Gorilla adenovectors emphasized at Vaccines R&D conference
The presentation, titled “Gorilla Adenovirus Vectors for Molecular Therapeutics and Vaccines,” distinguished the differences and improved performance characteristics when the gorilla adenovectors from GenVec were used as molecular vaccines. After just one administration, these adenovectors can provoke durable, strong T cell and antibody responses against an encoded antigen.
GenVec has partnered with the Laboratory of Malaria Immunology and Vaccinology (LMIV), a branch of the National Institute of Allergy and Infectious Diseases (NAID) and the National Institutes of Health (NIH), to combine the gorilla adenovectors alongside new malaria protein and antigen vaccine methods. In its preclinical models, the combination has promising outcomes to stop the transmission from carrier mosquitoes to hosts via malaria parasites.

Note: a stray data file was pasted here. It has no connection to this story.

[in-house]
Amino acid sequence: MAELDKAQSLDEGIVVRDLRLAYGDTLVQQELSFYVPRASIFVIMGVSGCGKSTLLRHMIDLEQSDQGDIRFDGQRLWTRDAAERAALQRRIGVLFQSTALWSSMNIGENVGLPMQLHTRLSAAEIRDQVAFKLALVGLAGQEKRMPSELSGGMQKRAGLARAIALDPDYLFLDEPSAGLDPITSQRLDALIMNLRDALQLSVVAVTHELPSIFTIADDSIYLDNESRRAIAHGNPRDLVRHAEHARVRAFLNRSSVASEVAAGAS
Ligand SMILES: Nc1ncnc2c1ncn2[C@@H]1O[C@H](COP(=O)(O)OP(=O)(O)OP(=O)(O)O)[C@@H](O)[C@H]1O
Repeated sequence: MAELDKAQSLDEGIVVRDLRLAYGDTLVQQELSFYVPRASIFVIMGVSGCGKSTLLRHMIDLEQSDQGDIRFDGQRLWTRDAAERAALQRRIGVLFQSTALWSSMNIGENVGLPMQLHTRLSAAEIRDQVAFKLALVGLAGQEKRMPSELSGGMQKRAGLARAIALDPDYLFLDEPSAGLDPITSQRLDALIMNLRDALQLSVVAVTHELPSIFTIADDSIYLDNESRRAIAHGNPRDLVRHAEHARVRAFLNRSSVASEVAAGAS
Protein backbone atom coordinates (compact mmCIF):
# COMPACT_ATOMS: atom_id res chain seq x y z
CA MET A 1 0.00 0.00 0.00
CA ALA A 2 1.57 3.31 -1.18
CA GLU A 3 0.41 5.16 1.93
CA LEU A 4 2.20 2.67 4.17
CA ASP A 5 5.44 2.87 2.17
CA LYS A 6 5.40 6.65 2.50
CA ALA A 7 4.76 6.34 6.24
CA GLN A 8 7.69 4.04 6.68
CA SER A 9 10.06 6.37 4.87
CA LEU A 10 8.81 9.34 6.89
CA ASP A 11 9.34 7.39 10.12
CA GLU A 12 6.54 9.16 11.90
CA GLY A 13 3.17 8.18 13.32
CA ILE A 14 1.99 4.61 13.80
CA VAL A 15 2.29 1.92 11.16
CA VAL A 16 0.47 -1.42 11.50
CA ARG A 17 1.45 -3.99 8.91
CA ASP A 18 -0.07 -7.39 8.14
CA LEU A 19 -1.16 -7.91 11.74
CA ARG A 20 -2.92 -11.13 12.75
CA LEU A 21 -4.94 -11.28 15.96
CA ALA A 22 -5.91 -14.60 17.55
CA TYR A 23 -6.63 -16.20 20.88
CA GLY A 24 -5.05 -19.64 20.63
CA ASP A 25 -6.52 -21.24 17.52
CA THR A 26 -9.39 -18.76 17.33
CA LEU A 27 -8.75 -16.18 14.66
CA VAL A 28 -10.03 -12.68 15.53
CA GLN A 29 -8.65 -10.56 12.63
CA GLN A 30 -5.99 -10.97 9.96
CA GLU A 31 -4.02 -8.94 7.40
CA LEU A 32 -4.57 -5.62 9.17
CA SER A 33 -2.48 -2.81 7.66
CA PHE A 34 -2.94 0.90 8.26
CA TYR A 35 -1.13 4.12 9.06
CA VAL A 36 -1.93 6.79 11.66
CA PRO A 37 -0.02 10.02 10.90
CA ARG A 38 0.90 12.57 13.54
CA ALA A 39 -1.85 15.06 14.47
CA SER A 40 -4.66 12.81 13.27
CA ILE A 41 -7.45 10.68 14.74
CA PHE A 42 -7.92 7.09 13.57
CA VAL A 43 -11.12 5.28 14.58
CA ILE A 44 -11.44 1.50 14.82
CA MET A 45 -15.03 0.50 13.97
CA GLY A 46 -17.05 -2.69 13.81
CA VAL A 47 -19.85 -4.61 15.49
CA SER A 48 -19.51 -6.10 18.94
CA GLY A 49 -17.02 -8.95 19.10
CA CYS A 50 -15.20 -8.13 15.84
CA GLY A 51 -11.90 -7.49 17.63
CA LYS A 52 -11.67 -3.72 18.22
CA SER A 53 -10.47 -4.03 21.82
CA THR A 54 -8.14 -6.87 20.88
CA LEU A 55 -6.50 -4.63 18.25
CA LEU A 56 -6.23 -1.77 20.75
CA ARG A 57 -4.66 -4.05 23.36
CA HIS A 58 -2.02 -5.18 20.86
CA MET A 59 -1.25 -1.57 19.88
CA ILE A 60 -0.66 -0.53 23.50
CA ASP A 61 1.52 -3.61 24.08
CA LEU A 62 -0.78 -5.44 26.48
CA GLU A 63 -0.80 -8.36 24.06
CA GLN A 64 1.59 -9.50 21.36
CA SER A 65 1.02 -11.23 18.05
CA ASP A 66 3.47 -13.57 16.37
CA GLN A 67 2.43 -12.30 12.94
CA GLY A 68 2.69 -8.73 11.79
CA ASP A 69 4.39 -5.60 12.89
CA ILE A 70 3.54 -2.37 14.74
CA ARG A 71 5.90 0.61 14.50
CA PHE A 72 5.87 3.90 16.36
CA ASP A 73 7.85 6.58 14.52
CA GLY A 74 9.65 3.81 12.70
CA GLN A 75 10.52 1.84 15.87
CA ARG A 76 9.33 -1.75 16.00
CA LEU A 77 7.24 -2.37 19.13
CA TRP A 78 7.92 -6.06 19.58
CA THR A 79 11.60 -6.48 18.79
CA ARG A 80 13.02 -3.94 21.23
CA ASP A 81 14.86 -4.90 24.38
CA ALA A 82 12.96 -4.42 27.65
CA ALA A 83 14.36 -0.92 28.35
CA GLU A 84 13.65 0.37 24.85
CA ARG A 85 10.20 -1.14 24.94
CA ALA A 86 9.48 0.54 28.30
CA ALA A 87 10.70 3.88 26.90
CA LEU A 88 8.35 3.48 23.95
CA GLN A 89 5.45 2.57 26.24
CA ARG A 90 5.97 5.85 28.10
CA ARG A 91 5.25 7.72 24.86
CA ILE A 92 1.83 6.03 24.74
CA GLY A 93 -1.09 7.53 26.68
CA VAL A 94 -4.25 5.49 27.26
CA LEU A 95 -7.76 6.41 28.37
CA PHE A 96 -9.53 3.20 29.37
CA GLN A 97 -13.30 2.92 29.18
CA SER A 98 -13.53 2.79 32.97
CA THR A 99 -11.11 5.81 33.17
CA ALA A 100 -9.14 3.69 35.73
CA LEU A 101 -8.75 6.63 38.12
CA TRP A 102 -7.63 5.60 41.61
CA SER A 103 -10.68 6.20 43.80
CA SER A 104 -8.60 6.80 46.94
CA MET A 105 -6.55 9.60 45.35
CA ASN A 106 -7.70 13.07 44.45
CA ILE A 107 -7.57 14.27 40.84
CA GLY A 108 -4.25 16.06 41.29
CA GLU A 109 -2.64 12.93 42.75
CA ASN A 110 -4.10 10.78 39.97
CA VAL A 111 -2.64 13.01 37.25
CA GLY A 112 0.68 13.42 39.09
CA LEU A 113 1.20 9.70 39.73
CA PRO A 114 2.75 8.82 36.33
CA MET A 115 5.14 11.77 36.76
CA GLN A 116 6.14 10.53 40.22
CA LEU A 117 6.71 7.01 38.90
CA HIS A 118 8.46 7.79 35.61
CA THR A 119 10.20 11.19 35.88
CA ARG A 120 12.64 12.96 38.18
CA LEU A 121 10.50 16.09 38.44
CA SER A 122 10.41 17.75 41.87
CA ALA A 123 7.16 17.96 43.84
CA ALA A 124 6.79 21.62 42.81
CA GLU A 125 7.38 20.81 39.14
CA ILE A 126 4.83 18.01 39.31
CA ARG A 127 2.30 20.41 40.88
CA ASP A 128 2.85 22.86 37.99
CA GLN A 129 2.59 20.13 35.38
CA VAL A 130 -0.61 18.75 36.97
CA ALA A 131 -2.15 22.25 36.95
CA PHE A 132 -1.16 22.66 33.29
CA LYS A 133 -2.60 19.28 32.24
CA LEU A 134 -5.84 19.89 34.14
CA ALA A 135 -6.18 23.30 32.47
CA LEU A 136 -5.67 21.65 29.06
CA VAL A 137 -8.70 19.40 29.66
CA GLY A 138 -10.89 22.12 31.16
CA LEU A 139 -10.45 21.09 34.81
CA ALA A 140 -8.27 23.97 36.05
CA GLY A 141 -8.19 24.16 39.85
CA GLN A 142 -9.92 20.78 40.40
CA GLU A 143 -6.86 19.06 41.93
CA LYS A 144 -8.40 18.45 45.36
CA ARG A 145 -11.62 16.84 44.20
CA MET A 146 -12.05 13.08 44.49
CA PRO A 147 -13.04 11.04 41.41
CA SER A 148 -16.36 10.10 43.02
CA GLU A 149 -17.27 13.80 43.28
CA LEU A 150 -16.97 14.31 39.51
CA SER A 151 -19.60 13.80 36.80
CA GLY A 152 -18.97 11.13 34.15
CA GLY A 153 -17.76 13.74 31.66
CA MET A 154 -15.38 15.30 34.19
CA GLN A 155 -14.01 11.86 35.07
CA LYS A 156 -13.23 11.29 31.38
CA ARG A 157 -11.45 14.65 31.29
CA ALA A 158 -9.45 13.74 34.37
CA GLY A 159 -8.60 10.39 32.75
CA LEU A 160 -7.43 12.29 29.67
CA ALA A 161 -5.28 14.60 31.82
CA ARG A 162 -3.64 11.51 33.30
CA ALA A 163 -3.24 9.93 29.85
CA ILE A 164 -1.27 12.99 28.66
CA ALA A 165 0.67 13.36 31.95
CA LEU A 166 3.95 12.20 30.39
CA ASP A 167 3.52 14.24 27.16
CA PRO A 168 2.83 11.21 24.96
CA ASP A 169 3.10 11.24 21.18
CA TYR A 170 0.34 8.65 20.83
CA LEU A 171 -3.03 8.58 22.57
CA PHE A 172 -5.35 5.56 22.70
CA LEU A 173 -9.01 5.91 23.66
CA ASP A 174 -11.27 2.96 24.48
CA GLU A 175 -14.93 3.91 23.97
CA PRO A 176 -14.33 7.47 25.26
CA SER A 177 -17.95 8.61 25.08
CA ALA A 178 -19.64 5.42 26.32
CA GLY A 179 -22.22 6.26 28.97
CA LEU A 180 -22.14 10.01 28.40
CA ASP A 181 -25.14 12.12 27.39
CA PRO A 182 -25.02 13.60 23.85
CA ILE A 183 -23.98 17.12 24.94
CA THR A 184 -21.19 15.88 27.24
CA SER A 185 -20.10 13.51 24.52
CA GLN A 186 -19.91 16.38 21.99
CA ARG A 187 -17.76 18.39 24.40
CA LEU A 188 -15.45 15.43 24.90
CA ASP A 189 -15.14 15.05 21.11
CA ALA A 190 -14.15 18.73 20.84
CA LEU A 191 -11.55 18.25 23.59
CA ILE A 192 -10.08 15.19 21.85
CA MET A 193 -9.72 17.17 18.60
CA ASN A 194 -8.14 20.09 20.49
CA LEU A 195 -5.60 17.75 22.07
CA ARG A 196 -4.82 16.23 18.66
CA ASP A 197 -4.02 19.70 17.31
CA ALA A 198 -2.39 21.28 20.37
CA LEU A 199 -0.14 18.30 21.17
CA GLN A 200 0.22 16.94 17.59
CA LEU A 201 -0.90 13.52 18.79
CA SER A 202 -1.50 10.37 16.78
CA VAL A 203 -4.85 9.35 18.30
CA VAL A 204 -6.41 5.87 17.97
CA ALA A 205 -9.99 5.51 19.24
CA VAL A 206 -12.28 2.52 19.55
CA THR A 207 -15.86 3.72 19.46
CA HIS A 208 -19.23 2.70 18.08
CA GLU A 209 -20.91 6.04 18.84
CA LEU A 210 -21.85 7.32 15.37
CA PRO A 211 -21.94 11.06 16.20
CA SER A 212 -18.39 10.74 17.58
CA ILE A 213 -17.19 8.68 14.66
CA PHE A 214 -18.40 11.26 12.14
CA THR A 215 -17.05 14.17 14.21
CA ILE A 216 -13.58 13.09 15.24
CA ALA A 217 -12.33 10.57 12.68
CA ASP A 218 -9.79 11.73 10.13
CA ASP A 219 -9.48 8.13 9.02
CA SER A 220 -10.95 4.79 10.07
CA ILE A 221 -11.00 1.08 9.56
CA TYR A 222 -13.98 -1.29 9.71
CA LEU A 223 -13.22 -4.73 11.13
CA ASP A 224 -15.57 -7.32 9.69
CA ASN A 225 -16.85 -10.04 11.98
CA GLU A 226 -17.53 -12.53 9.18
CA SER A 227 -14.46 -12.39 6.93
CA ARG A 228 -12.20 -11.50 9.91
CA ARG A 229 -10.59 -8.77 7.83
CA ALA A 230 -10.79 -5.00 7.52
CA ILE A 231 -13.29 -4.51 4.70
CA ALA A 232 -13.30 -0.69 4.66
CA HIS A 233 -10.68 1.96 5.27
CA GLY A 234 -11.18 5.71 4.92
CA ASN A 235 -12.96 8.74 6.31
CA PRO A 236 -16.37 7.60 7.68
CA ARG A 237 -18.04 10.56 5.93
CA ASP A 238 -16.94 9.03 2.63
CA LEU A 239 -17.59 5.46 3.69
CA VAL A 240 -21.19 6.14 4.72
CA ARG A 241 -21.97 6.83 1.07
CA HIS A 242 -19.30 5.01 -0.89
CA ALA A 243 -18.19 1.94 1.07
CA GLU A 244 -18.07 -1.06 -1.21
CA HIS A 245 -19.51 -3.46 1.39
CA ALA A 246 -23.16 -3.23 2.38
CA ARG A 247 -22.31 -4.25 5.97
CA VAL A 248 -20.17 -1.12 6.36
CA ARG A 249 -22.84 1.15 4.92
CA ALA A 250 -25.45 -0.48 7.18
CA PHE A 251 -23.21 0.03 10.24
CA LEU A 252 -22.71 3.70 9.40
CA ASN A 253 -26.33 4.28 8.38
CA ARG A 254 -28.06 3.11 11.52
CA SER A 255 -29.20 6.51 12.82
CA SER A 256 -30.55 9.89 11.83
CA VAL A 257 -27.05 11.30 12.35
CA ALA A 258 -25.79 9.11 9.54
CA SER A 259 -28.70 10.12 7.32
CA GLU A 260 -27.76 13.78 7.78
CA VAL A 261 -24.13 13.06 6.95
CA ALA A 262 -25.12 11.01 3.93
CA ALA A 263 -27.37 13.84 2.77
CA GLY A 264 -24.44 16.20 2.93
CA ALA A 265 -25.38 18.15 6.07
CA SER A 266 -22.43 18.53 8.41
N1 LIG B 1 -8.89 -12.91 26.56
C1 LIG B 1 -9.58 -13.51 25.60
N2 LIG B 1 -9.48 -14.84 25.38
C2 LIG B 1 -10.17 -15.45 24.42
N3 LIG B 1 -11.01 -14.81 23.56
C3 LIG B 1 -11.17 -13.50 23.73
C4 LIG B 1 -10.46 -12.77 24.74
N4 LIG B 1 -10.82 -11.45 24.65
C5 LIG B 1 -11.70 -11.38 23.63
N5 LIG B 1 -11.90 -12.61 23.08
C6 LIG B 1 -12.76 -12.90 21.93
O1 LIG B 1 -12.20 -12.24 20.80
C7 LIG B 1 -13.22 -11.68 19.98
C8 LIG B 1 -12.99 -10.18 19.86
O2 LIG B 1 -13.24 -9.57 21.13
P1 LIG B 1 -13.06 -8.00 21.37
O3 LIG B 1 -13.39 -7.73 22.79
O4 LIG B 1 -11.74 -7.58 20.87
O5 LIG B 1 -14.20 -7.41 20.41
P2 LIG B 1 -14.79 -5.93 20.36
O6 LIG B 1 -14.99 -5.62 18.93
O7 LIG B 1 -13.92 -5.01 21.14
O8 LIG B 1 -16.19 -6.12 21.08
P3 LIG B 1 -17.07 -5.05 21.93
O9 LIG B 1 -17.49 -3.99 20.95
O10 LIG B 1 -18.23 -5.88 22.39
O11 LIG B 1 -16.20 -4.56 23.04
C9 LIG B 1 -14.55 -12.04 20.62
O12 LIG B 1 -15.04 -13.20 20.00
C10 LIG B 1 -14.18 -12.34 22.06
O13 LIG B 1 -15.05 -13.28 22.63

"These preclinical data generated by our collaborators show high levels of durable antibody responses to LMIV's antigens,” Douglas Brough, the chief scientific officer of GenVec and the presenter of this research, said. “These antibodies can be taken up by a mosquito when it bites a vaccinated individual and stop oocyst generation, neutralizing the parasite and blocking further transmission.”